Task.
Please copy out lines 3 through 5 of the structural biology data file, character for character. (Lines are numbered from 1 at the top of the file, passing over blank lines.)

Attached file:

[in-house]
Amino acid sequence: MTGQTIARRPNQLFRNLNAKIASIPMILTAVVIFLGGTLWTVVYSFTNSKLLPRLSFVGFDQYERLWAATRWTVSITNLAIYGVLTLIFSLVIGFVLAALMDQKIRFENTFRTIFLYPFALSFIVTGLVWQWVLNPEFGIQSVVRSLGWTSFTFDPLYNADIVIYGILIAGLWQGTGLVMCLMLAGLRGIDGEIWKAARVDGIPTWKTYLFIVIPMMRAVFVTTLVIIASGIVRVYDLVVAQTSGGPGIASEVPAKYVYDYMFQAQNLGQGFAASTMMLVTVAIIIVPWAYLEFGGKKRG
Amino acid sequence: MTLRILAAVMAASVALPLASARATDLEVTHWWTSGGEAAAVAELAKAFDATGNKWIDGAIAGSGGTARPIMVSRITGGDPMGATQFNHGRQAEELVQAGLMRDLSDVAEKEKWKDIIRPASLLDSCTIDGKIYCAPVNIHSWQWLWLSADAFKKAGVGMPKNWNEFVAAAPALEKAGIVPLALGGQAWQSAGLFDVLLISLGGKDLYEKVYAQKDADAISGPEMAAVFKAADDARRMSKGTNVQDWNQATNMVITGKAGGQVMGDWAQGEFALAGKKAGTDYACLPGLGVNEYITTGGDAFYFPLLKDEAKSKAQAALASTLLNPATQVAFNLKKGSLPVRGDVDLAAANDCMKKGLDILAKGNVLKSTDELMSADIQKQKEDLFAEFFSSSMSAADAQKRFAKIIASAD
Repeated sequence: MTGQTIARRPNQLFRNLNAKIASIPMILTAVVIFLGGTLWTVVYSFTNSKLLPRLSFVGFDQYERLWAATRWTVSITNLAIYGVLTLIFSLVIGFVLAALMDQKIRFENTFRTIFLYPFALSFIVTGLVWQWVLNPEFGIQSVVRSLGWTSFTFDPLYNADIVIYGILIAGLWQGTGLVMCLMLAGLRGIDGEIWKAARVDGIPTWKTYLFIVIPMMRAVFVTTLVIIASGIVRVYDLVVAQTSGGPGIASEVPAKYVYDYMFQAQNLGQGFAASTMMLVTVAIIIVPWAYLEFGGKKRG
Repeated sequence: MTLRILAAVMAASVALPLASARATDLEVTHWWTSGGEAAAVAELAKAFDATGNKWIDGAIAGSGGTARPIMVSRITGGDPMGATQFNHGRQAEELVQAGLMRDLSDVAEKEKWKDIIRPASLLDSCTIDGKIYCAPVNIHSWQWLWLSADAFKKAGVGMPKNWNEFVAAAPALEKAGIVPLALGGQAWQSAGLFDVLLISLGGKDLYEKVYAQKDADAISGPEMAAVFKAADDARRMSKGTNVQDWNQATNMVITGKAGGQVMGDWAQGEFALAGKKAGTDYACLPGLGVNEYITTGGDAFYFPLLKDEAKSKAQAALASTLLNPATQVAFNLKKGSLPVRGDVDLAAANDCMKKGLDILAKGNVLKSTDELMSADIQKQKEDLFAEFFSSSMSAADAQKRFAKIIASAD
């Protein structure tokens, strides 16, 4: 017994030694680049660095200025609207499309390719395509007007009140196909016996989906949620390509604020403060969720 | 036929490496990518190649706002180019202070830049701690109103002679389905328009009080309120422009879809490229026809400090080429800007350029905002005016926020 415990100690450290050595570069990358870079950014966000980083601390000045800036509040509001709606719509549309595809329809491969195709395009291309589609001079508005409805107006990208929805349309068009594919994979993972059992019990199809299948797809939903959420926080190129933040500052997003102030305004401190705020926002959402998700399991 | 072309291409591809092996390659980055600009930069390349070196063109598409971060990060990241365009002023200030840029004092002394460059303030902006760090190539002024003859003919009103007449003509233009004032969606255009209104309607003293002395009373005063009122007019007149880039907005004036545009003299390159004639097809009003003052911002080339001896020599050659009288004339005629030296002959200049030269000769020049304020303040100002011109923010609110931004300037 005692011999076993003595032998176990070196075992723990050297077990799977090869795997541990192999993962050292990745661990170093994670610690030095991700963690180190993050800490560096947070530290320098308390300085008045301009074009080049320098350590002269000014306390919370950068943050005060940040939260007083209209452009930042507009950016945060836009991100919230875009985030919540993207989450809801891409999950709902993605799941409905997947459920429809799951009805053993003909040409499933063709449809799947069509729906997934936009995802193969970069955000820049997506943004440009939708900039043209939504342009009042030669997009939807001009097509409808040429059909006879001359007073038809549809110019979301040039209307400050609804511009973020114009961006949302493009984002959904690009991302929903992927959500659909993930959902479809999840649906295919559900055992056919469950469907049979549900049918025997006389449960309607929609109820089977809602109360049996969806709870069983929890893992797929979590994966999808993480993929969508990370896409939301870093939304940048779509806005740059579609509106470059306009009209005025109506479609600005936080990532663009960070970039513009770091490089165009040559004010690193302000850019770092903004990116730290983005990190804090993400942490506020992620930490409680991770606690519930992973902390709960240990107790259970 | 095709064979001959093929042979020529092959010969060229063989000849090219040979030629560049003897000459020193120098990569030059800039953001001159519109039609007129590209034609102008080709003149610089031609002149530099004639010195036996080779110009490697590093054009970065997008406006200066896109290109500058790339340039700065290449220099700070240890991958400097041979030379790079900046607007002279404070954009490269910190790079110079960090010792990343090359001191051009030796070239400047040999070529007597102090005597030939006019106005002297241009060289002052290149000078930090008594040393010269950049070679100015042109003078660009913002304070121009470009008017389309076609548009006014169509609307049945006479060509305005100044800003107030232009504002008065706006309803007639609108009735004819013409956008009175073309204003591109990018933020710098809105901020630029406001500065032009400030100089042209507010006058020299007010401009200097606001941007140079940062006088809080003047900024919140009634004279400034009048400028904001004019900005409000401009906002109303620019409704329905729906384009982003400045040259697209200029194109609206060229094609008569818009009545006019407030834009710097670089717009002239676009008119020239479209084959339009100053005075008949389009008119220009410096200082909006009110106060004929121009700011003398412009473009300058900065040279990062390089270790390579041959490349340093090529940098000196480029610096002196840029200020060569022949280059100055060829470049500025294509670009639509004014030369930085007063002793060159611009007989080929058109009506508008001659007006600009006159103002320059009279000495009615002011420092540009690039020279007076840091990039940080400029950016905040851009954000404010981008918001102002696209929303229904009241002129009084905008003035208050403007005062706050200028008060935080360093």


Amino acid sequence: MTLRILAAVMAASVALPLASARATDLEVTHWWTSGGEAAAVAELAKAFDATGNKWIDGAIAGSGGTARPIMVSRITGGDPMGATQFNHGRQAEELVQAGLMRDLSDVAEKEKWKDIIRPASLLDSCTIDGKIYCAPVNIHSWQWLWLSADAFKKAGVGMPKNWNEFVAAAPALEKAGIVPLALGGQAWQSAGLFDVLLISLGGKDLYEKVYAQKDADAISGPEMAAVFKAADDARRMSKGTNVQDWNQATNMVITGKAGGQVMGDWAQGEFALAGKKAGTDYACLPGLGVNEYITTGGDAFYFPLLKDEAKSKAQAALASTLLNPATQVAFNLKKGSLPVRGDVDLAAANDCMKKGLDILAKGNVLKSTDELMSADIQKQKEDLFAEFFSSSMSAADAQKRFAKIIASAD
Repeated sequence: MTGQTIARRPNQLFRNLNAKIASIPMILTAVVIFLGGTLWTVVYSFTNSKLLPRLSFVGFDQYERLWAATRWTVSITNLAIYGVLTLIFSLVIGFVLAALMDQKIRFENTFRTIFLYPFALSFIVTGLVWQWVLNPEFGIQSVVRSLGWTSFTFDPLYNADIVIYGILIAGLWQGTGLVMCLMLAGLRGIDGEIWKAARVDGIPTWKTYLFIVIPMMRAVFVTTLVIIASGIVRVYDLVVAQTSGGPGIASEVPAKYVYDYMFQAQNLGQGFAASTMMLVTVAIIIVPWAYLEFGGKKRG
Repeated sequence: MTLRILAAVMAASVALPLASARATDLEVTHWWTSGGEAAAVAELAKAFDATGNKWIDGAIAGSGGTARPIMVSRITGGDPMGATQFNHGRQAEELVQAGLMRDLSDVAEKEKWKDIIRPASLLDSCTIDGKIYCAPVNIHSWQWLWLSADAFKKAGVGMPKNWNEFVAAAPALEKAGIVPLALGGQAWQSAGLFDVLLISLGGKDLYEKVYAQKDADAISGPEMAAVFKAADDARRMSKGTNVQDWNQATNMVITGKAGGQVMGDWAQGEFALAGKKAGTDYACLPGLGVNEYITTGGDAFYFPLLKDEAKSKAQAALASTLLNPATQVAFNLKKGSLPVRGDVDLAAANDCMKKGLDILAKGNVLKSTDELMSADIQKQKEDLFAEFFSSSMSAADAQKRFAKIIASAD